JOHNSON CITY, TN (WJHL) – A Community Watchdog investigation into safety concerns within the Johnson City Parks and Recreation Department sparked concerns from two city commissioners and prompted the city to address one of the issues internally.
Public emails reveal the city manager sent an email to commissioners addressing our findings the morning after our story aired.
Despite Johnson City City Manager Pete Peterson saying in that email that we sensationalized the facts in our story, he admitted the city did make a mistake in regards to one of the safety issues we highlighted regarding the Winged Deer Park concession stand fryer hood fire suppression system.
Fire code requires someone to inspect and clean that system every six months, but our investigation back in July revealed that major safety device meant to save the building from a grease fire went almost three years without a documented inspection or cleaning.
“The issue raised was that it hadn’t been inspected,” Peterson said in his email. “There are no excuses…That too was immediately corrected once we were made aware of the need for an inspection.”
Peterson addressed that failure with us earlier this week.
“Every now and then something’s going to fall through the cracks, but we always work real hard to learn from our mistakes and we’ve debriefed on that particular situation and we will continue to debrief after all of our safety inspections to insure that we’re operating as quickly and as effectively as we can,” Peterson said.
Our finding prompted concern from the city’s assistant fire marshal and a completely different reaction from the parks and recreation director.
As a result, emails reveal Commissioner David Tomita responded to the city manager’s email with a concern of his own.
“What disturbed me the most was one City department basically calling out another City department publicly,” Tomita said. “There was clearly a breakdown of communication somewhere along the line and I’d be interested in how that is reconciled.”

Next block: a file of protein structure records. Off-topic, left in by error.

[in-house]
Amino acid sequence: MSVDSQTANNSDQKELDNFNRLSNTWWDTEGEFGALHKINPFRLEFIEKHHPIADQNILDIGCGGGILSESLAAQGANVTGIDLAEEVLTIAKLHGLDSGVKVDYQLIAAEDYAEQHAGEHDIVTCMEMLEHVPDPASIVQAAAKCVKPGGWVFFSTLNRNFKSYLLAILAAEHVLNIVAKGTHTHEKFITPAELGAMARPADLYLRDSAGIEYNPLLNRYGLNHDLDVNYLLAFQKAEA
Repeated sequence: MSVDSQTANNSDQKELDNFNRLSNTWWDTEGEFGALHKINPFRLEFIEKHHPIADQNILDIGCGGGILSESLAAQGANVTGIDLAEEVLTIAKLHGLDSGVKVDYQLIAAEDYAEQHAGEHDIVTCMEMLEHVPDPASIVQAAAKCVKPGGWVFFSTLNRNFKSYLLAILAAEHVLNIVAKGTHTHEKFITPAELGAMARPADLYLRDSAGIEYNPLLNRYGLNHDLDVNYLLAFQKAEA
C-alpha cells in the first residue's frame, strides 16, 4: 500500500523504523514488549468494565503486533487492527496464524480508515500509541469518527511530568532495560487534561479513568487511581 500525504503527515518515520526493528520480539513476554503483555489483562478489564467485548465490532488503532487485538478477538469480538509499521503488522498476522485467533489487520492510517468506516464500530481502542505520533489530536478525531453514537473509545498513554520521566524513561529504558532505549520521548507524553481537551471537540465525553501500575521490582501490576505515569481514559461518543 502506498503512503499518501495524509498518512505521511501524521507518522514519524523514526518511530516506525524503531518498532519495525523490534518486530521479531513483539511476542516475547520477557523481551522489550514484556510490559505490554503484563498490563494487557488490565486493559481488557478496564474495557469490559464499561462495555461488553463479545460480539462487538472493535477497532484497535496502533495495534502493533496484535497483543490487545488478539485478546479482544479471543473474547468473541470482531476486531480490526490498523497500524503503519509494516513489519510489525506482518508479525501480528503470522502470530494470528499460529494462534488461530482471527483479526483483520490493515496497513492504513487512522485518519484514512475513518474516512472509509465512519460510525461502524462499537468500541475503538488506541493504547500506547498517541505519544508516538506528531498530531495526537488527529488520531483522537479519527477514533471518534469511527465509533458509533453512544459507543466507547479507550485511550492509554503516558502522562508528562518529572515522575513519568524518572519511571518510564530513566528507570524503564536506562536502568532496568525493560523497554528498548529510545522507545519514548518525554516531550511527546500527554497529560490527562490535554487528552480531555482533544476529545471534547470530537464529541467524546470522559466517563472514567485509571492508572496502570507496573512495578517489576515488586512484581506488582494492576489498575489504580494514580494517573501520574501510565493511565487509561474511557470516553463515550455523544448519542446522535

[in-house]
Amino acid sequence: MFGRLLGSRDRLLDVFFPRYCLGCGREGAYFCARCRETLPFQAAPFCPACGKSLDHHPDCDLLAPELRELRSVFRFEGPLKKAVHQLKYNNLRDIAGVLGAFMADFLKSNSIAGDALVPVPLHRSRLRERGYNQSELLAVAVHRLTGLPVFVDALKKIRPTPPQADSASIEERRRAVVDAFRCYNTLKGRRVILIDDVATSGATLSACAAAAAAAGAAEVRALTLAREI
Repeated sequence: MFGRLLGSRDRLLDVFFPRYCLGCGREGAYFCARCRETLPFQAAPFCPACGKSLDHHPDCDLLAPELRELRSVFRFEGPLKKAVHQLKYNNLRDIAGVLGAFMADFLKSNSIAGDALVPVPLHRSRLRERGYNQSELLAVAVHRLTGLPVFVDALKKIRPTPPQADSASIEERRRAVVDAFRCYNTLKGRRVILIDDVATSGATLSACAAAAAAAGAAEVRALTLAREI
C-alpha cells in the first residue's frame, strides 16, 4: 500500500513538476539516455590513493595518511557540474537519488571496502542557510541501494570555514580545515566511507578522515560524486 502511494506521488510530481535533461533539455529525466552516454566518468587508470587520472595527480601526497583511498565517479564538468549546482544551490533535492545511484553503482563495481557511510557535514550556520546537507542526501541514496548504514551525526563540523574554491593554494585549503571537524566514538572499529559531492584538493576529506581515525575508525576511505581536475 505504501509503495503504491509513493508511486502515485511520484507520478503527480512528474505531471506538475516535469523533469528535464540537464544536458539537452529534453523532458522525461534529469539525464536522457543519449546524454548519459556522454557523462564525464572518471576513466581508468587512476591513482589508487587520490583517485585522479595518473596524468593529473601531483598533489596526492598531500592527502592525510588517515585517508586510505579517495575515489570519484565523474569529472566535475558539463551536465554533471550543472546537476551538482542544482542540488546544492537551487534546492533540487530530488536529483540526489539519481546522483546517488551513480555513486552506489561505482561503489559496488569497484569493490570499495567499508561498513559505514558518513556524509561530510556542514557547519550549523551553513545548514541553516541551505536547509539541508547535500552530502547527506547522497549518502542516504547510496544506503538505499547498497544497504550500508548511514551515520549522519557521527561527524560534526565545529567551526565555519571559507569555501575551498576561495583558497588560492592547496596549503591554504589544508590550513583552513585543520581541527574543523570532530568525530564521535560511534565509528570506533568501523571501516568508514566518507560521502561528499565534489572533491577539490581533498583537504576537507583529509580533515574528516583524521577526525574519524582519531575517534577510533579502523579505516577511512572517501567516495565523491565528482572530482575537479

Peterson says a miscommunication was to blame.
“We’ve talked about it and I think it was more a matter of miscommunication and not all the parties that needed to be talking to each other had been,” he said. “There were respective members of each department that had talked about it, but we have addressed that and I feel very comfortable that we have a good process in place.”
When an inspector finally took a look at that exhaust hood he recommended upgrades. As we previously reported, those upgrades took some time. In fact, the city didn’t move forward with an official quote to make the overdue upgrades until the day after we started asking questions. The city completed the upgrades a week later.
“Contrary to what Nate was trying to portray, we had all of the safety issues either already corrected, or in process of correcting BEFORE his ‘investigation,’ Peterson wrote in his email to commissioners. “This all started with a former employee that in my opinion wants to ‘get back’ at the City for his termination. The termination was based solely on unsatisfactory job performance, and insubordination.”
The city manager reiterated that point earlier this week, saying the same thing the parks and recreation director told us back in July.
“The correction of that problem actually was in place prior to your story or your conversation with the former employee, so I feel very sure that the proper action was being taken,” Peterson said. “The proper methods of correction had been identified.”
Peterson says the city’s risk management team and insurance carrier routinely perform safety inspections in its park system. He says the city is proactively working to keep all facilities safe.
“We can’t immediately correct everything that we come across the very time or the very day that we find it, but we do keep a list of that and we work them off,” Peterson said.
In an email to Peterson Mayor Ralph Van Brocklin thanked the city manager for alerting commissioners about our story, but asked for more advance notice next time this type of issue comes up.
“Next time get this to us before the issue ends up on TV,” the mayor wrote in his email.
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